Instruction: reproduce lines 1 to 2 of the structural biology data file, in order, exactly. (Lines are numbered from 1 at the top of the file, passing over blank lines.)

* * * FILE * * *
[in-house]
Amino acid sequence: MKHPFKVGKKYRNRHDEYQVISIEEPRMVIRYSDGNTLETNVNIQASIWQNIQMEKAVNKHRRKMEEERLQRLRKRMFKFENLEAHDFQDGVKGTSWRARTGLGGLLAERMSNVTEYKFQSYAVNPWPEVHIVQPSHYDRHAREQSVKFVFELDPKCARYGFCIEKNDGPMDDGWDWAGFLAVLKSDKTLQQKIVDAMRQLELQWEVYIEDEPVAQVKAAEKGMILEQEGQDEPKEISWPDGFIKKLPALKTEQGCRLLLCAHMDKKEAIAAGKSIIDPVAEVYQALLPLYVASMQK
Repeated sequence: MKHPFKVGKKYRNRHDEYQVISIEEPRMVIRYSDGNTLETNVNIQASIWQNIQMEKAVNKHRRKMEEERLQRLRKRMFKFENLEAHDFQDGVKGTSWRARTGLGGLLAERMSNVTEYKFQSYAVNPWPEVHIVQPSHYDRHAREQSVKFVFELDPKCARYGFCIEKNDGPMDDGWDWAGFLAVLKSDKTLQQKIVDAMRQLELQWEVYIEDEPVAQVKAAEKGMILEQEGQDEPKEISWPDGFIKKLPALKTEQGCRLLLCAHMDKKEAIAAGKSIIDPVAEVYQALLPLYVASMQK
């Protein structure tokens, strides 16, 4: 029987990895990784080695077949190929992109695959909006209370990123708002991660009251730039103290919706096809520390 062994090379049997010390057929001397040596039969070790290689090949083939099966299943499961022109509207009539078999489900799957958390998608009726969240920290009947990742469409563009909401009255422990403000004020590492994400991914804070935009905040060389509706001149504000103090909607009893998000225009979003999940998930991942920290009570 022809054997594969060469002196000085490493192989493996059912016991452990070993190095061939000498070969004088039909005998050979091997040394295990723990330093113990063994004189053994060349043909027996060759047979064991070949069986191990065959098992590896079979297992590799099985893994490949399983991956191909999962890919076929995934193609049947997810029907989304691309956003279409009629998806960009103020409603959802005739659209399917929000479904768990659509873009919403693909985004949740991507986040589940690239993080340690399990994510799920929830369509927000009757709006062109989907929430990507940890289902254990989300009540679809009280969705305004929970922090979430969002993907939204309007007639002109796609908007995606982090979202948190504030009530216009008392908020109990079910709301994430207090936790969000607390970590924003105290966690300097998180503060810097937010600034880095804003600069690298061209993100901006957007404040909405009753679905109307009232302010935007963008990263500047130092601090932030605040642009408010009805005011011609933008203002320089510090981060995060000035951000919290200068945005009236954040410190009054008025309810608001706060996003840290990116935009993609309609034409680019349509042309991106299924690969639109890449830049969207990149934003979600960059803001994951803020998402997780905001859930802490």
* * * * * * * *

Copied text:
[in-house]
Amino acid sequence: MKHPFKVGKKYRNRHDEYQVISIEEPRMVIRYSDGNTLETNVNIQASIWQNIQMEKAVNKHRRKMEEERLQRLRKRMFKFENLEAHDFQDGVKGTSWRARTGLGGLLAERMSNVTEYKFQSYAVNPWPEVHIVQPSHYDRHAREQSVKFVFELDPKCARYGFCIEKNDGPMDDGWDWAGFLAVLKSDKTLQQKIVDAMRQLELQWEVYIEDEPVAQVKAAEKGMILEQEGQDEPKEISWPDGFIKKLPALKTEQGCRLLLCAHMDKKEAIAAGKSIIDPVAEVYQALLPLYVASMQK